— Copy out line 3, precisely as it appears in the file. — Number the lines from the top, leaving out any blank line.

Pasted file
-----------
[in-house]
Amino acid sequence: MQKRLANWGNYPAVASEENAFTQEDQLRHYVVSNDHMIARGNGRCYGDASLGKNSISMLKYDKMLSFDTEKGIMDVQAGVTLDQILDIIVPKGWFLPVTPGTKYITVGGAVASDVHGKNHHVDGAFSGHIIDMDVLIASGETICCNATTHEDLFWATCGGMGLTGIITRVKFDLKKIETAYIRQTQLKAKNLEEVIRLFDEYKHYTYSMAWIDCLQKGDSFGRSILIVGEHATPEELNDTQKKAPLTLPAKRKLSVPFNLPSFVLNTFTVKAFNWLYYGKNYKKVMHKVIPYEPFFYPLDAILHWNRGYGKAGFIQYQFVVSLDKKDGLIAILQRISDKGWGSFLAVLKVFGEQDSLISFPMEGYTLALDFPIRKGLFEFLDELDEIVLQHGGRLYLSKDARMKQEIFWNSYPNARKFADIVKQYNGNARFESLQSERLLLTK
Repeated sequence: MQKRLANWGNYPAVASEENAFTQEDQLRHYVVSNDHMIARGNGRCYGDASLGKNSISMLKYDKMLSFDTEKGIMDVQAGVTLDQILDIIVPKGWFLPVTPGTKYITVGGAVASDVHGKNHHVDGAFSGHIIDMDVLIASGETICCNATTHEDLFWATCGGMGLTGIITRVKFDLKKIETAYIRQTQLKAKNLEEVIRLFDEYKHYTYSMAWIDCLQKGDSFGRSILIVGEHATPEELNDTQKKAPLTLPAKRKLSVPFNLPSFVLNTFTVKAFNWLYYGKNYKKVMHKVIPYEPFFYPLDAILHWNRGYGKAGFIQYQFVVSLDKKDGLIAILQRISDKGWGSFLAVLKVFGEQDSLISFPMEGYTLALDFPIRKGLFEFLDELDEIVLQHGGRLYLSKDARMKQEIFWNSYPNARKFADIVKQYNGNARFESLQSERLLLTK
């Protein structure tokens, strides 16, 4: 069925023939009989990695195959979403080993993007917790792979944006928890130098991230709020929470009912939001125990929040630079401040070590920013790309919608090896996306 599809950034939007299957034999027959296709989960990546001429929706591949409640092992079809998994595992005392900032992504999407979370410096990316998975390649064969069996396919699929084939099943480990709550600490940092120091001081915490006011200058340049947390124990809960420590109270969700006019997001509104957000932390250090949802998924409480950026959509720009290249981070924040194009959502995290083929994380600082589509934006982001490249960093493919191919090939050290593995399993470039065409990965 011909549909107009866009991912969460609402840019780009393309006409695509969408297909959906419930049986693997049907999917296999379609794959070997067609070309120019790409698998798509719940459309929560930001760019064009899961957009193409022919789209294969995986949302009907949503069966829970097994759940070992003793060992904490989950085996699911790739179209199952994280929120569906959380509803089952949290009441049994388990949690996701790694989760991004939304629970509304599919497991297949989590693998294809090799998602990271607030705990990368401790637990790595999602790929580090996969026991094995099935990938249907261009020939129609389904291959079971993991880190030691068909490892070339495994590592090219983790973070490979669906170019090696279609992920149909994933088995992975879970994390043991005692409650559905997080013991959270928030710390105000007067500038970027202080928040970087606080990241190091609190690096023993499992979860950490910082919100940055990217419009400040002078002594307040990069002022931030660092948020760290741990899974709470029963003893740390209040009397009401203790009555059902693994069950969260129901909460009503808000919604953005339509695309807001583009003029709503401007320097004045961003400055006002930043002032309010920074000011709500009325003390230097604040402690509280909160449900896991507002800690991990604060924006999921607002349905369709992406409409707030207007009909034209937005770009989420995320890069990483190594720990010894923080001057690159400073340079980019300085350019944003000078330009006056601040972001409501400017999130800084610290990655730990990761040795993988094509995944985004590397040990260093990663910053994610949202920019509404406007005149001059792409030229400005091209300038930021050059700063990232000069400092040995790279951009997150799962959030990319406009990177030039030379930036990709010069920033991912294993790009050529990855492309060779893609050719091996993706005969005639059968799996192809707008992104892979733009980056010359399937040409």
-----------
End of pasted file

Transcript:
Repeated sequence: MQKRLANWGNYPAVASEENAFTQEDQLRHYVVSNDHMIARGNGRCYGDASLGKNSISMLKYDKMLSFDTEKGIMDVQAGVTLDQILDIIVPKGWFLPVTPGTKYITVGGAVASDVHGKNHHVDGAFSGHIIDMDVLIASGETICCNATTHEDLFWATCGGMGLTGIITRVKFDLKKIETAYIRQTQLKAKNLEEVIRLFDEYKHYTYSMAWIDCLQKGDSFGRSILIVGEHATPEELNDTQKKAPLTLPAKRKLSVPFNLPSFVLNTFTVKAFNWLYYGKNYKKVMHKVIPYEPFFYPLDAILHWNRGYGKAGFIQYQFVVSLDKKDGLIAILQRISDKGWGSFLAVLKVFGEQDSLISFPMEGYTLALDFPIRKGLFEFLDELDEIVLQHGGRLYLSKDARMKQEIFWNSYPNARKFADIVKQYNGNARFESLQSERLLLTK